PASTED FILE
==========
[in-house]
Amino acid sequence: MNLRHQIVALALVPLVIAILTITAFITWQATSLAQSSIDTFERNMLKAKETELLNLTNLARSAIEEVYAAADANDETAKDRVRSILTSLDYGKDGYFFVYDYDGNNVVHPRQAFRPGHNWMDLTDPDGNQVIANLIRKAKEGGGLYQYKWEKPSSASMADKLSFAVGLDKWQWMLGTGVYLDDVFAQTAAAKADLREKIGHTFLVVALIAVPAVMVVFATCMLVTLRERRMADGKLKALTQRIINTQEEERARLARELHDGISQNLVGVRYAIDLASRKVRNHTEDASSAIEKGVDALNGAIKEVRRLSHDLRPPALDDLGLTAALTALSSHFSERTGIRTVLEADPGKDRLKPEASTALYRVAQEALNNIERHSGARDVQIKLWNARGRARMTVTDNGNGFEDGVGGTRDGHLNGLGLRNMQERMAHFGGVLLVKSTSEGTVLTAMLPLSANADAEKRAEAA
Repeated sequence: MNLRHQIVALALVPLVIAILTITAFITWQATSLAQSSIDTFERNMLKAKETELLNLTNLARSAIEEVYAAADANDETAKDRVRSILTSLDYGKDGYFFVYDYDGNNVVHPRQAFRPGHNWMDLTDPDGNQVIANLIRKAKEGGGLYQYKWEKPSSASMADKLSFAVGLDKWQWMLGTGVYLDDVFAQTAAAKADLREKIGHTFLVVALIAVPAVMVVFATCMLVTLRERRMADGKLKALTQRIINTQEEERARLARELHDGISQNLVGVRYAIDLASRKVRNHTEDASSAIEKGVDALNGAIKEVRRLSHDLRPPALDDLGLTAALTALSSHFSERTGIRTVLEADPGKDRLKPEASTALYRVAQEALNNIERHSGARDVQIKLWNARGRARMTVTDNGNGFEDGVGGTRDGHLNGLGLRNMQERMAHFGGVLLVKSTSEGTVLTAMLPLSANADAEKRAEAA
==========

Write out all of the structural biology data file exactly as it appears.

[in-house]
Amino acid sequence: MNLRHQIVALALVPLVIAILTITAFITWQATSLAQSSIDTFERNMLKAKETELLNLTNLARSAIEEVYAAADANDETAKDRVRSILTSLDYGKDGYFFVYDYDGNNVVHPRQAFRPGHNWMDLTDPDGNQVIANLIRKAKEGGGLYQYKWEKPSSASMADKLSFAVGLDKWQWMLGTGVYLDDVFAQTAAAKADLREKIGHTFLVVALIAVPAVMVVFATCMLVTLRERRMADGKLKALTQRIINTQEEERARLARELHDGISQNLVGVRYAIDLASRKVRNHTEDASSAIEKGVDALNGAIKEVRRLSHDLRPPALDDLGLTAALTALSSHFSERTGIRTVLEADPGKDRLKPEASTALYRVAQEALNNIERHSGARDVQIKLWNARGRARMTVTDNGNGFEDGVGGTRDGHLNGLGLRNMQERMAHFGGVLLVKSTSEGTVLTAMLPLSANADAEKRAEAA
Repeated sequence: MNLRHQIVALALVPLVIAILTITAFITWQATSLAQSSIDTFERNMLKAKETELLNLTNLARSAIEEVYAAADANDETAKDRVRSILTSLDYGKDGYFFVYDYDGNNVVHPRQAFRPGHNWMDLTDPDGNQVIANLIRKAKEGGGLYQYKWEKPSSASMADKLSFAVGLDKWQWMLGTGVYLDDVFAQTAAAKADLREKIGHTFLVVALIAVPAVMVVFATCMLVTLRERRMADGKLKALTQRIINTQEEERARLARELHDGISQNLVGVRYAIDLASRKVRNHTEDASSAIEKGVDALNGAIKEVRRLSHDLRPPALDDLGLTAALTALSSHFSERTGIRTVLEADPGKDRLKPEASTALYRVAQEALNNIERHSGARDVQIKLWNARGRARMTVTDNGNGFEDGVGGTRDGHLNGLGLRNMQERMAHFGGVLLVKSTSEGTVLTAMLPLSANADAEKRAEAA